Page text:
LITMAN: Really nothing. I mean, if you don't file an appeal, what he's saying is, you get to stay out, because I'm going to let you try your luck and take the appeal. If he doesn't, if he doesn't meet the jurisdictional requirement of filing a piece of paper, then he's got a, you know, he's yanked and he goes right back in. So it's just one of the many procedural requirements to filing an appeal and a brief having an argument, et cetera.

And as you said, at the top, you know, that could be at a minimum, six months or so until the D.C. Circuit goes through his issues.

BOLDUAN: One of the things about this conviction and the sentence with Steve Bannon had to do with far beyond Steve Bannon. It had to do with what message does this being held accountable for defying a congressional subpoena, what does -- what message does it send. And so what message do you think this sentence now sends to everyone else who has stonewalled the January 6th Committee and even beyond that?

LITMAN: I think it's an ambivalent message. I mean, he really screamed out for the full treatment, which probably would have been six months in order, because he was so unrepentant, so kind of contemptuous, really, all the way through four months as, you know, no picnic. But still, I think all in all, it's not the real sort of knuckle wrapping that the both the Committee and the government would have wanted. I think he can come out and continue to pontificate and do his Steve Bannon thing. And for at least his supporters, he'll still be able to claim something of hero status. So I think it's a mixed message and doesn't really put down the hammer, the way the Committee might have liked. Still, four months is more than a normal sentence would be for contempt. But I think it will play as, you know, balanced and not the kind of real serious sentence. He could have received, especially that he gets to stay out during appeal.

BOLDUAN: The January 6th Committee could also at really any moment issue a subpoena for the testimony of the former president himself or Donald Trump. When they do, do you think the legal fight that we've seen here with Bannon has an impact on the President or how the Committee proceeds?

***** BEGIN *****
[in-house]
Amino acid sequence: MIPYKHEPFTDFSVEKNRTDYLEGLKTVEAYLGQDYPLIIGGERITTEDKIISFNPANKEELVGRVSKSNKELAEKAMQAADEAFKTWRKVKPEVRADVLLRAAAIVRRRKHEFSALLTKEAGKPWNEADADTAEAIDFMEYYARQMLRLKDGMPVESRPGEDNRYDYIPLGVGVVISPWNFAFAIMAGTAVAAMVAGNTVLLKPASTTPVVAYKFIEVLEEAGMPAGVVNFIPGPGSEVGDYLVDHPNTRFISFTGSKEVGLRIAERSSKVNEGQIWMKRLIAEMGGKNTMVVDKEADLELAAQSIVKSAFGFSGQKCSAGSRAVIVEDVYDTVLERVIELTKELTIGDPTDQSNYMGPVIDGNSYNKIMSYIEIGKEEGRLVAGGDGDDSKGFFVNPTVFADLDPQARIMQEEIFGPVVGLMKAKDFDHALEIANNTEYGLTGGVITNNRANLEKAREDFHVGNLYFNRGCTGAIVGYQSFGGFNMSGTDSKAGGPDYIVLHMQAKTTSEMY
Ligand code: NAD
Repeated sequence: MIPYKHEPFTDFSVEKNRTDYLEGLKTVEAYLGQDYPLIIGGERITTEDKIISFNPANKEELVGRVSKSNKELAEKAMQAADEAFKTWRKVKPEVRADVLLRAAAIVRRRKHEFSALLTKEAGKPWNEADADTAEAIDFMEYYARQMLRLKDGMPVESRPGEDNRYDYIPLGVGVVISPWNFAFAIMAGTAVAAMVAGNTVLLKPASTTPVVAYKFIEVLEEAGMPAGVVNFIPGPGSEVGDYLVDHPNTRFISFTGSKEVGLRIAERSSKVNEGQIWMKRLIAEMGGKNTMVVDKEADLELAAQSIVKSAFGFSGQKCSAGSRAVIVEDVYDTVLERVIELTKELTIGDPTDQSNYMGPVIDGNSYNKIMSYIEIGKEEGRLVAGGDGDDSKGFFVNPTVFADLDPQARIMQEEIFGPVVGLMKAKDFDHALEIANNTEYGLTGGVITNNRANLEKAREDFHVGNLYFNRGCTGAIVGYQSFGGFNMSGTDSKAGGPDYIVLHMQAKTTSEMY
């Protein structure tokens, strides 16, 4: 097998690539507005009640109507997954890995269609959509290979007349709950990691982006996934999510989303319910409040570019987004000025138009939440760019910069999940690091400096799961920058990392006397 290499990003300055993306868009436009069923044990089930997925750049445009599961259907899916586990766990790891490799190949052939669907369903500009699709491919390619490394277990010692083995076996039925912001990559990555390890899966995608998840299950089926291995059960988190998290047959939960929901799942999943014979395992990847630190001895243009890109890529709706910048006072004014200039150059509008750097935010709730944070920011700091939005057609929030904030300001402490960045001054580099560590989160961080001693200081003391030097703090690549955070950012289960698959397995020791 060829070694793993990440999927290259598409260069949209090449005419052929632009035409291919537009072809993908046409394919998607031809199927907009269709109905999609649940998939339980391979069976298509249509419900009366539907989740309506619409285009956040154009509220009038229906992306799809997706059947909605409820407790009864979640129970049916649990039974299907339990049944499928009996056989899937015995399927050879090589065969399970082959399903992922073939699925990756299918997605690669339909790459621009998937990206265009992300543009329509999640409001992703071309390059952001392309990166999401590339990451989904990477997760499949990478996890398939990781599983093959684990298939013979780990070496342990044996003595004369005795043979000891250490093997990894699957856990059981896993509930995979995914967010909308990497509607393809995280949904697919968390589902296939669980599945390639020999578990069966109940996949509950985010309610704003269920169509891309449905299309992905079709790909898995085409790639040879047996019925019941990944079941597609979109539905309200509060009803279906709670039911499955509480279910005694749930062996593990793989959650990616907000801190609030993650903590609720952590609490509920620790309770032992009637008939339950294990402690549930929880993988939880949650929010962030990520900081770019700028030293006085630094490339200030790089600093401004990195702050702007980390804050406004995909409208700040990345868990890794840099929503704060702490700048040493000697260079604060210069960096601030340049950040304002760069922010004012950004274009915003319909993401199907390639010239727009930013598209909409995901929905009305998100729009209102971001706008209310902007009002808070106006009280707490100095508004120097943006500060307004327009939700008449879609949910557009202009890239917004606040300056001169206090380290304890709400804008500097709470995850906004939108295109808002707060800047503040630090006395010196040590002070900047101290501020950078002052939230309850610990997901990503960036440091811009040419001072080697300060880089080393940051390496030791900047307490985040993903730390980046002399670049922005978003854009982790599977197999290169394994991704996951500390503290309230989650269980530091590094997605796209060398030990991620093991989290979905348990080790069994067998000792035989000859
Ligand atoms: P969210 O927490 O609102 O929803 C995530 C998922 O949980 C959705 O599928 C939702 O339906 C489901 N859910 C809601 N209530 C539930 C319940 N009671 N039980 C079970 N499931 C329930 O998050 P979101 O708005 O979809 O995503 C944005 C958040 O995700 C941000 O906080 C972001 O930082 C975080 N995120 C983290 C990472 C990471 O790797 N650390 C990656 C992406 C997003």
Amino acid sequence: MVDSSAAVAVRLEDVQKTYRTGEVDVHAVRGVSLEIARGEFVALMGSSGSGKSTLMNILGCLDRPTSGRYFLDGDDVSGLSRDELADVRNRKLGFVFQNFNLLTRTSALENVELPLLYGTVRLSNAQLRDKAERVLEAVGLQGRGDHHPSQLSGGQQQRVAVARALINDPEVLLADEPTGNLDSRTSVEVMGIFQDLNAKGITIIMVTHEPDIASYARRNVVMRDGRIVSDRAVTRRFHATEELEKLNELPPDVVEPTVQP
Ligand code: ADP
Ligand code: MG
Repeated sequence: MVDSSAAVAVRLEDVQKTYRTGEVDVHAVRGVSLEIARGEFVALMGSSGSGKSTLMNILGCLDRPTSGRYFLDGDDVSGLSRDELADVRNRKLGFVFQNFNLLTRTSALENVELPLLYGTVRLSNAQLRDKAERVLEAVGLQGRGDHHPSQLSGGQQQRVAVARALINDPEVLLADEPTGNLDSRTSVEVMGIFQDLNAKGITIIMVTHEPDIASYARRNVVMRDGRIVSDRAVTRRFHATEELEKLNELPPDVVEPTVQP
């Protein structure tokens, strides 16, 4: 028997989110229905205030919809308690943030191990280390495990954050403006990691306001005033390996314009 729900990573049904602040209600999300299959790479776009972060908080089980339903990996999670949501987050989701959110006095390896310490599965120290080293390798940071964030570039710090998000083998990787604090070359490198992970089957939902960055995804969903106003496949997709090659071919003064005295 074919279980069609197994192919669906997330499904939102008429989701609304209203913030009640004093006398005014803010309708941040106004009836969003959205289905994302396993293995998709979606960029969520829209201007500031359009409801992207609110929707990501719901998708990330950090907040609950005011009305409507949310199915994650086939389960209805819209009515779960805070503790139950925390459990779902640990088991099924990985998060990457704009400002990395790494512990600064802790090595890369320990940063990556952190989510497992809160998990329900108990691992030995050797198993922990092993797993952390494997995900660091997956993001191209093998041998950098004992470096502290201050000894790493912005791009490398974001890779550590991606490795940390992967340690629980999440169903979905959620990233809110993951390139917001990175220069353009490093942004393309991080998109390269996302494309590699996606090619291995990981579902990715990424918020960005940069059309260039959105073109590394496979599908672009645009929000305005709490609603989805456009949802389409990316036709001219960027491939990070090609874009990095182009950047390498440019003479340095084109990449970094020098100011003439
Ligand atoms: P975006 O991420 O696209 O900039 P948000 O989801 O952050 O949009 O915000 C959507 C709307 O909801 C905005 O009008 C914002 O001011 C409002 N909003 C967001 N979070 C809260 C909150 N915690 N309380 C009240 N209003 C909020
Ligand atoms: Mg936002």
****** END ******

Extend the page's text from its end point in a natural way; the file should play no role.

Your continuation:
LITMAN: I think the short answer to that is no, because the real telling point with the Committee is how little time they have. A subpoena lasts only as long as the Congress that issues it lasts, that means it automatically sunsets at the end of December. So I think the strategy on both sides will be, do we have the time to do it? Is it worth the fight? I think for the Committee, it probably isn't.

There's a possibility and Trump has just hired sort of aggressive lawyers for just this issue that he tries to bring an action. I don't see why that's in his interest because he could lose it and lose it in short order. So my best guess even though this goes against the sort of betting odds, most people are assuming, a fight will ensue, is that nothing happens. Trump makes some, you know, poor excuses they go they'll back and forth and there's no actual court battle. But the final report includes the point, hey, we subpoenaed, him he refused to come. He to like Bannon snubbed his nose at the Committee and his obligation to the American people to say -- to tell the truth.


BOLDUAN: We'll standing by to see what happens on that one as well. But thanks so much for jumping on Harry to help us cover the breaking news of Steve Bannon's sentence of four months for defying a congressional subpoena.